I wish you well, and though I wouldn't do it again, I've learned so much in taking this on, including how to weld aluminum, TIG weld, eliminate rust, etc. etc.

Good luck!!

Jerry Rude
BJ8
Lotus Europa
 
5

57_BN4

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A different POV is that we shouldn't allow our lives to be directed by money, or lack thereof. I paid more than my car was 'worth' because it was very appealing to me for several reasons. The car was sold locally in 1957 so it still has the original black license plates whereas most Healeys in NZ are LHD>RHD swipsy-swapsies imported from USA and have to wear the ugly modern white license plates.

The second thing I liked about this car is that it is built in 1957 and I collect things from 57. I specifically wanted a Healey because when I was four years old I dreamed that one went silently past me, which was a good ten years before I knew that the car in my dream actually existed and I had got the name correct as well as the shape and wire wheels with chrome spinners. Still a very vivid image today.

So it had three desirable features, the fourth was that it be a basket case. I don't want a restored car- otherwise I'd have nothing to do in the evenings and I don't really like driving for no reason.

The finished cost will be about 80,000NZD whereas a similar one in good useable not majorly restored condition sold a couple of years ago for 49,000. Is it a waste of money? Yes of course, that is the whole point. Money is but a means to give us pleasure and this car of my dreams ticks all the right boxes.

So if your heart says yes to a basket case, the rest doesn't matter. And you'll definitely need a whole shed load of money to make it go again.

Andy.
 

rjc157

Jedi Warrior
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Your way over your head here if you have to look for a motor and trans and interior and new frame your in wat too deep if your looking to do a ground up atleast have all the parts i think your nuts to get involved in such a project your never going to finish it
 

Bob Hughes

Luke Skywalker
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Engine and trans could come from either an Austin Westminster or a big Wolsley or even a big Morris if you have them over there? You need to research the scrap yards. If you have the bucks you can buy in a new aluminium engine from Australia.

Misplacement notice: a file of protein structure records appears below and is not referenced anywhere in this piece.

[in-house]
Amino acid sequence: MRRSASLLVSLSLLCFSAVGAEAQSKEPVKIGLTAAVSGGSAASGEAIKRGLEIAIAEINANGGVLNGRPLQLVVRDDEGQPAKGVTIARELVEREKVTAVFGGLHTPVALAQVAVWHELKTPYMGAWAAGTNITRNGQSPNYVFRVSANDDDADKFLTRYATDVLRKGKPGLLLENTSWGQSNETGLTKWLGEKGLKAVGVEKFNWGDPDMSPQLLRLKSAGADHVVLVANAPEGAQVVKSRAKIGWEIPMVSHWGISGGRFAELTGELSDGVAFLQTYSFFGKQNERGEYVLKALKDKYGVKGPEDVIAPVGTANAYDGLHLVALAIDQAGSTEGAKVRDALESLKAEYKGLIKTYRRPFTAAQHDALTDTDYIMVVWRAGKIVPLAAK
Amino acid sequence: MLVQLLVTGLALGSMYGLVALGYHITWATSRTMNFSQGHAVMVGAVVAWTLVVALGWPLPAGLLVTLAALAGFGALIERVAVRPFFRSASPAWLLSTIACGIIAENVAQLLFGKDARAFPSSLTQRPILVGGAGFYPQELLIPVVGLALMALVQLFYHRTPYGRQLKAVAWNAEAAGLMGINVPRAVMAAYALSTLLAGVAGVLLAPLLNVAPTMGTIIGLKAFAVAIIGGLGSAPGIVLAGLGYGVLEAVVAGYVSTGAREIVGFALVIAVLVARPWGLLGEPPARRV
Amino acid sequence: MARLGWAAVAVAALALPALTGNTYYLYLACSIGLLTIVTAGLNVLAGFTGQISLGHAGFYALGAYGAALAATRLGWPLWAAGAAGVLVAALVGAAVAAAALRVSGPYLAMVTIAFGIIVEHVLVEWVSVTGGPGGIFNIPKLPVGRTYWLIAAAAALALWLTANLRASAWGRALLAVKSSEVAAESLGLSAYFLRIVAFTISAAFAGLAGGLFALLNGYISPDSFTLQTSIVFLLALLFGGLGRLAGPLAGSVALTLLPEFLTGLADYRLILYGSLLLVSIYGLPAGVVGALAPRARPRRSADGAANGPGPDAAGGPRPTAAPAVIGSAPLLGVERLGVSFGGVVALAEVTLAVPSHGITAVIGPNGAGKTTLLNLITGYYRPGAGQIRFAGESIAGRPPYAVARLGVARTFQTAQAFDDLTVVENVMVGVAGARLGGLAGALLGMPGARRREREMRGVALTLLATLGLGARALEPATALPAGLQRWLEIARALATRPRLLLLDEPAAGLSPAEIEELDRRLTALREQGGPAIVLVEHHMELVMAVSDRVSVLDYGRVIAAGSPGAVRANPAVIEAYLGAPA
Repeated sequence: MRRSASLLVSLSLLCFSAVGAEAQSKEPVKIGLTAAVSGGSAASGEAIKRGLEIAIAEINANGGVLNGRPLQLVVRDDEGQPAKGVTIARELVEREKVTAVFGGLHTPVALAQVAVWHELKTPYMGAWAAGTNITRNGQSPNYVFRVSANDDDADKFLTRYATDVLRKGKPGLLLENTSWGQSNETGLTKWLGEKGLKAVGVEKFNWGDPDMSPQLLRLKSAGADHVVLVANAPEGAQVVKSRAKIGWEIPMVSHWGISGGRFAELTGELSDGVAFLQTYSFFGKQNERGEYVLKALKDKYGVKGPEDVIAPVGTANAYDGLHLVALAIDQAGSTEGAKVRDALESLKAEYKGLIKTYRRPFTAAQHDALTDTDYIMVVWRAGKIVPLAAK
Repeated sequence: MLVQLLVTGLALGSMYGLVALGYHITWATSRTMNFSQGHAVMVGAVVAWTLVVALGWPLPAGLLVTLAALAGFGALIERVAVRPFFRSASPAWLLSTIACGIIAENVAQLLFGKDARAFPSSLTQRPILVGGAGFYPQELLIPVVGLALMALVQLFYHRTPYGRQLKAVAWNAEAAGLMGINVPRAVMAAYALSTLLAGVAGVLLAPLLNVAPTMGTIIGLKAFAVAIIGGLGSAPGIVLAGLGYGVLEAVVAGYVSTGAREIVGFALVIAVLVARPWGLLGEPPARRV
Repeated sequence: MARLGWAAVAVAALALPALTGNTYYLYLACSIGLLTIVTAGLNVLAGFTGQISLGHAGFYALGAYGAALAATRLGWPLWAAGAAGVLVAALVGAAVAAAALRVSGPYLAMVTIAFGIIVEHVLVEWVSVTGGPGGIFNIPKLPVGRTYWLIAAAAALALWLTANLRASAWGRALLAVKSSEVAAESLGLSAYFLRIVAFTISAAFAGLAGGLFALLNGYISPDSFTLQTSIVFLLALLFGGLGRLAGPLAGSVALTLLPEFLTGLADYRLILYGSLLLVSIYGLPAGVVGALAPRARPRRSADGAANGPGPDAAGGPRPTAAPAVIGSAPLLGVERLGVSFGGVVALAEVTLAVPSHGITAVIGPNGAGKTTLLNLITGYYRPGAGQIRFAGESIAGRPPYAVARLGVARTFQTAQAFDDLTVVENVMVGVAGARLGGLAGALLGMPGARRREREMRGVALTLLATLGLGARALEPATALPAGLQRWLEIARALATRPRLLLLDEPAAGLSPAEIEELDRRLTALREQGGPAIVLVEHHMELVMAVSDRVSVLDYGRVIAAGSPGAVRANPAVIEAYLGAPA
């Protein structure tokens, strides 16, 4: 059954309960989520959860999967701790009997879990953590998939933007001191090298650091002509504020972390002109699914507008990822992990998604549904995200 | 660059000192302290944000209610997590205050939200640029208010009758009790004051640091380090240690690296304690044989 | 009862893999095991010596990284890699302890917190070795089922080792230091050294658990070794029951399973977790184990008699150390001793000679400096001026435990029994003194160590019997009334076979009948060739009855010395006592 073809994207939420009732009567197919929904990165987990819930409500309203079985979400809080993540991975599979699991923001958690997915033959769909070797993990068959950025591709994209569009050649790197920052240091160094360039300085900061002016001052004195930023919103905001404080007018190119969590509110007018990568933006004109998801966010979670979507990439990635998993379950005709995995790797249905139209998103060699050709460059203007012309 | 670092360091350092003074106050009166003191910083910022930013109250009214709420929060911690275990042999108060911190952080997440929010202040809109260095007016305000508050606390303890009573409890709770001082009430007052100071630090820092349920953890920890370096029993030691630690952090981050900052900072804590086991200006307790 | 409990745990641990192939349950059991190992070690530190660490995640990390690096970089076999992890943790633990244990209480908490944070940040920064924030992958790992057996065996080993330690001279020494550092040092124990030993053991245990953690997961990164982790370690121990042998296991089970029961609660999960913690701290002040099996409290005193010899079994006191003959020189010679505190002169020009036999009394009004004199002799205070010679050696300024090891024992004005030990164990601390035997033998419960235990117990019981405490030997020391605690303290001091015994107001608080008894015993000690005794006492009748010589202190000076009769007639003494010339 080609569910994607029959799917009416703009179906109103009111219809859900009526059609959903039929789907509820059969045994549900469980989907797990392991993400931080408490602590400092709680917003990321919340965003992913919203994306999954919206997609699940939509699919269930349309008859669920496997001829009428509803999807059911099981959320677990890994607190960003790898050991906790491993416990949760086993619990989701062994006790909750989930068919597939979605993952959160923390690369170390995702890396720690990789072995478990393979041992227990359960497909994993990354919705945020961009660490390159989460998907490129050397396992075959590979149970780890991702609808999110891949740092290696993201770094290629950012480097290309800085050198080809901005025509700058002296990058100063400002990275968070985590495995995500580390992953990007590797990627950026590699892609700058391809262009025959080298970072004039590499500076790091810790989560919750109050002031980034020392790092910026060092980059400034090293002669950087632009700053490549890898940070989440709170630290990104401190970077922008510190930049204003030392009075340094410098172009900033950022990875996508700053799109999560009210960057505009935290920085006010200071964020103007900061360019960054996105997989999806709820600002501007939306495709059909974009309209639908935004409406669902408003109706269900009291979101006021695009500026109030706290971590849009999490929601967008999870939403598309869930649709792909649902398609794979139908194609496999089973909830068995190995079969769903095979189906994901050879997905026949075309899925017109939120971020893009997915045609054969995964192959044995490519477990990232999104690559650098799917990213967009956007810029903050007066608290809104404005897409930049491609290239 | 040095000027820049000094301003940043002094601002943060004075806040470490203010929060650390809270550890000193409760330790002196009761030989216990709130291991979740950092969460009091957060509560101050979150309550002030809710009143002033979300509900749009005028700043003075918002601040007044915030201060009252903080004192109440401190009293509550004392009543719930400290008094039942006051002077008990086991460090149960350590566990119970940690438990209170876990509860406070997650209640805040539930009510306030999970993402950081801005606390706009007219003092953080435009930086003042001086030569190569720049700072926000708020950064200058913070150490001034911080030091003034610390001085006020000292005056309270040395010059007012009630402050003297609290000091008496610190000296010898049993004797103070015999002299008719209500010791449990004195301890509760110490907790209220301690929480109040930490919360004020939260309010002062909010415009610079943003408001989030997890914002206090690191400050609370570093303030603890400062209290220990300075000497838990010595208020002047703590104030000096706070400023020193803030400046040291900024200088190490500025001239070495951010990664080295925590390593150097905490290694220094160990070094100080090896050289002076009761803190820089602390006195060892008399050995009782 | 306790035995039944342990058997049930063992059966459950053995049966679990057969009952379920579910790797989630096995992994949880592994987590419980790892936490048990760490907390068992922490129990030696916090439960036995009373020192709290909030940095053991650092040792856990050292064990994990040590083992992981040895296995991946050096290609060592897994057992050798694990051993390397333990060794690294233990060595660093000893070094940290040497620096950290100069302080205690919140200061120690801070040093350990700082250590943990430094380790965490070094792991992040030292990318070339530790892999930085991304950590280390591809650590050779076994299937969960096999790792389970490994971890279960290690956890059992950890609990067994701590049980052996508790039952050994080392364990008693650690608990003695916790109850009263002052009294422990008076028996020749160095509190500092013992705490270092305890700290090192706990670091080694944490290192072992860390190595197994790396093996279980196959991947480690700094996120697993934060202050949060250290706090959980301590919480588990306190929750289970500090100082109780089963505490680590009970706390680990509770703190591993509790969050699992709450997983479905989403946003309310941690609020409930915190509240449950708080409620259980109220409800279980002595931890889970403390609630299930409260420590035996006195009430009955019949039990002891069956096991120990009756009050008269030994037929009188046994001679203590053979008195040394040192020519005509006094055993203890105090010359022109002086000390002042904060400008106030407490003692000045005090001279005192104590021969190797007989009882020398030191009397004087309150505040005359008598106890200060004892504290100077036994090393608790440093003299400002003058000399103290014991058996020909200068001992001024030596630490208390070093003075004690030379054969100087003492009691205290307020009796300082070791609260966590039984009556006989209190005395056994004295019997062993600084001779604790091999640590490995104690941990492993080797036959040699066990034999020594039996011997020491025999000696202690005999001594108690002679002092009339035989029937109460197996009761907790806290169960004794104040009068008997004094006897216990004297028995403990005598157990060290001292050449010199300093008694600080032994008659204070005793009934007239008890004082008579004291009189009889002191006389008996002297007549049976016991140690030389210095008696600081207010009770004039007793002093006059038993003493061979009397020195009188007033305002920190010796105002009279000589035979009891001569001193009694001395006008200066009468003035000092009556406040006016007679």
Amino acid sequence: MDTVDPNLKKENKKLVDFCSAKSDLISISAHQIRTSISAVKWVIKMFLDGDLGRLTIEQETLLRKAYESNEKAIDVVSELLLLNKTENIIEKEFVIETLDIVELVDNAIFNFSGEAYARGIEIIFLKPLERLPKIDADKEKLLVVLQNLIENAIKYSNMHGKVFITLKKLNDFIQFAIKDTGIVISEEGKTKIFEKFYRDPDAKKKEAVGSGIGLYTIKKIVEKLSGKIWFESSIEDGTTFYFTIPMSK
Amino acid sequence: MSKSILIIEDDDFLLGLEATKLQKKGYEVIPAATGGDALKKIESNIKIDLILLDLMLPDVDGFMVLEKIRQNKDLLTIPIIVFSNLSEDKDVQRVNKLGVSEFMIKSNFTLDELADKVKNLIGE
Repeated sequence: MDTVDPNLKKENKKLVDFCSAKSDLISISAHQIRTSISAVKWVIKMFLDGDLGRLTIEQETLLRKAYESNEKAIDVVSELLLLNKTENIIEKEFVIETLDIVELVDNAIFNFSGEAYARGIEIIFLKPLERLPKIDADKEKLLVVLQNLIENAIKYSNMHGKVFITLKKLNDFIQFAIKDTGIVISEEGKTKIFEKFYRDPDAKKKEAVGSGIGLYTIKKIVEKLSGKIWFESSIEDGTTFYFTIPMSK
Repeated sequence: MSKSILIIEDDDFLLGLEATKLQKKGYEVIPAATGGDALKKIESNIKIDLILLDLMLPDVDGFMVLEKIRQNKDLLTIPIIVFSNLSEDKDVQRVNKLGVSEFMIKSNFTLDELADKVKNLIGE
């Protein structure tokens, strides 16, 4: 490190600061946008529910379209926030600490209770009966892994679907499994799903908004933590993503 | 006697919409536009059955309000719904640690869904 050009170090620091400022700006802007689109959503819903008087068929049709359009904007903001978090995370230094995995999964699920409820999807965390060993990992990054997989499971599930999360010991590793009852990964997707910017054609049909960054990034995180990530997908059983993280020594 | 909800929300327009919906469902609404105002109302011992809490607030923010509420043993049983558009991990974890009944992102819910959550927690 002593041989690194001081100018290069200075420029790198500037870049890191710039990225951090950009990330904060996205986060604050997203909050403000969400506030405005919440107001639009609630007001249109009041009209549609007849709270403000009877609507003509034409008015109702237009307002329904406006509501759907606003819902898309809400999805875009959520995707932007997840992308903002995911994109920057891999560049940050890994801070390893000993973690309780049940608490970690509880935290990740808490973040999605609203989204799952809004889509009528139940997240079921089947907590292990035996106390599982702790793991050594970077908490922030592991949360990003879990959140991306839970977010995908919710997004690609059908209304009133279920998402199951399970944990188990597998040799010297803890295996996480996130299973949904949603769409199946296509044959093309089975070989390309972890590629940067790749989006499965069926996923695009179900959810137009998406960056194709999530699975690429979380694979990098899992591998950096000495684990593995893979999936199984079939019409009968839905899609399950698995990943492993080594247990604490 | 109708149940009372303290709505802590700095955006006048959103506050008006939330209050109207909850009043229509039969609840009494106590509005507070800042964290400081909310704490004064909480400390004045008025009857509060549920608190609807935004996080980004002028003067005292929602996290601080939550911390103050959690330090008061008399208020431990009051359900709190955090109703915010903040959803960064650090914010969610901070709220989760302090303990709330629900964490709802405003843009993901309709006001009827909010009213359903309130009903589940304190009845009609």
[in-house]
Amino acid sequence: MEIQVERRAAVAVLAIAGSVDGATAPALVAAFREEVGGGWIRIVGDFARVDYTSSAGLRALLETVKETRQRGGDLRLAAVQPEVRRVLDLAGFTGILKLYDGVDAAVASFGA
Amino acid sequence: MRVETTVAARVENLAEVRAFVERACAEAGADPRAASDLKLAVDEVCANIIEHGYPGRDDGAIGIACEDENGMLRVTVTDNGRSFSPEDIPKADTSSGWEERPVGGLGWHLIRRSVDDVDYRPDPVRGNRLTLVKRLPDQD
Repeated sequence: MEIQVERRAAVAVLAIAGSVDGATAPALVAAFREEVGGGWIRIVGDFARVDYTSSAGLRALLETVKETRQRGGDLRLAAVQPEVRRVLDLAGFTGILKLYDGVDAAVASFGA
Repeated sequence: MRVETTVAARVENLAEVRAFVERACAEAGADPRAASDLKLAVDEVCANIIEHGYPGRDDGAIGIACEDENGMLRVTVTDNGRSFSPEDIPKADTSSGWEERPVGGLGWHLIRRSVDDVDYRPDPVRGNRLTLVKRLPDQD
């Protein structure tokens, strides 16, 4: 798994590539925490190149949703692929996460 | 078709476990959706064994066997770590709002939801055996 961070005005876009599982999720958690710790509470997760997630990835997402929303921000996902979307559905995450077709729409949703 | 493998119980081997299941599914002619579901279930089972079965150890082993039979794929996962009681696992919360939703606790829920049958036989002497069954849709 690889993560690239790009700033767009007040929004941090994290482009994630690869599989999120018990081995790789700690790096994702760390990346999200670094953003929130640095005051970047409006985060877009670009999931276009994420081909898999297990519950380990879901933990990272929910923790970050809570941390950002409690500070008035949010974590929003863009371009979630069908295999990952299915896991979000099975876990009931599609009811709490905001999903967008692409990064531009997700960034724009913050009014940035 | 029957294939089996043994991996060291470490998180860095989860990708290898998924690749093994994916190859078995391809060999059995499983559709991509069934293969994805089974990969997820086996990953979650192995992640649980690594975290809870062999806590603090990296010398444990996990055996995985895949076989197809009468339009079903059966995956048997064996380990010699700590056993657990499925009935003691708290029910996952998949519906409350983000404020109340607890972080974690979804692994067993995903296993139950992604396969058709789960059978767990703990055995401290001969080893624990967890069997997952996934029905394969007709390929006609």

If the front and back shrouds are OK then your $1000 should be a good investment on just those parts alone.

Put some photos up so we can have a look at the state of things, chassis are in some instances recoverable, just depends what has gone. I thought that my old 100/6 was in a state when I sold it, but in the hands of a refurbisher I saw it come together and now it is a snazzy ice blue racer.

:cheers:

Bob
 

reddsprite

Senior Member
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I am 64 years old and have restored and built a number of classic old cars over the last 35 years including some very competetive drag race cars. My theory is to take a estimate at what this takes and quadruple it. As these cars are set up in a chassis jig from the factory,doing this is a tedious undertaking to say the least. I have no idea what your skill level is, but this can become quite a undertaking.

If this project is purely a therapy issue for yourself be aware that the deeper you go,the worse it gets. I think it would be a reasonable idea to buy a 2nd car in better shape and proceed and use your present car as a parts donor.

The restoration process is a slow,gradual exercise that can bury you in the car and if the satisfaction at completion is something you can live with, so be it. Good luck and remember most of us do this stuff for fun
 

drambuie

Jedi Warrior
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Mmmmm let's see, No frame, no motor, no transmission, no interior = No car......In reality you still haven't bought a healey my friend! :wall:
 

Bob Hughes

Luke Skywalker
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Drambuie

The storey over this side of the pond goes that there was once a chap walking around the Beaulieu Autojumble with just a log book for a car, his intention was to build it and he was collecting parts.

That is true dedication, and he sure did not have a car to start with!

At least our friend has something to work with, and as I said, if the chassis revitalization proves to be too much, the shrouds can be sold to defray expenses.

:cheers:

Bob